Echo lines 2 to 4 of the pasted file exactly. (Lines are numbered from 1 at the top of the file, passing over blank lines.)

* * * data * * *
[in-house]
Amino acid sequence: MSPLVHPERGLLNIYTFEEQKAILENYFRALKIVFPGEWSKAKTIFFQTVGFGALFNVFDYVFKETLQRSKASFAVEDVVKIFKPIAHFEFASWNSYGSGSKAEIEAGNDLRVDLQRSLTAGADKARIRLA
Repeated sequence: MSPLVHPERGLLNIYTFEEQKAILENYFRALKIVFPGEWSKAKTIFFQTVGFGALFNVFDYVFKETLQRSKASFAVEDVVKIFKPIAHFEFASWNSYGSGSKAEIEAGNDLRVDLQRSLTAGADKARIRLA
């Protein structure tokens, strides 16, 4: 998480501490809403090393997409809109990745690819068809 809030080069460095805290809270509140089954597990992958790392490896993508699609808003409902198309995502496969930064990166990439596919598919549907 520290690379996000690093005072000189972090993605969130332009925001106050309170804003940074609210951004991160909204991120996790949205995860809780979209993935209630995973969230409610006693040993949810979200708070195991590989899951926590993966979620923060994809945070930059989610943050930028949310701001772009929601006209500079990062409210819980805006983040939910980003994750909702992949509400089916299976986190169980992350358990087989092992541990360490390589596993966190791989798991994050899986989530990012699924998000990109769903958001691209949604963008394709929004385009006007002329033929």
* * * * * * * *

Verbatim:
Amino acid sequence: MSPLVHPERGLLNIYTFEEQKAILENYFRALKIVFPGEWSKAKTIFFQTVGFGALFNVFDYVFKETLQRSKASFAVEDVVKIFKPIAHFEFASWNSYGSGSKAEIEAGNDLRVDLQRSLTAGADKARIRLA
Repeated sequence: MSPLVHPERGLLNIYTFEEQKAILENYFRALKIVFPGEWSKAKTIFFQTVGFGALFNVFDYVFKETLQRSKASFAVEDVVKIFKPIAHFEFASWNSYGSGSKAEIEAGNDLRVDLQRSLTAGADKARIRLA
């Protein structure tokens, strides 16, 4: 998480501490809403090393997409809109990745690819068809 809030080069460095805290809270509140089954597990992958790392490896993508699609808003409902198309995502496969930064990166990439596919598919549907 520290690379996000690093005072000189972090993605969130332009925001106050309170804003940074609210951004991160909204991120996790949205995860809780979209993935209630995973969230409610006693040993949810979200708070195991590989899951926590993966979620923060994809945070930059989610943050930028949310701001772009929601006209500079990062409210819980805006983040939910980003994750909702992949509400089916299976986190169980992350358990087989092992541990360490390589596993966190791989798991994050899986989530990012699924998000990109769903958001691209949604963008394709929004385009006007002329033929």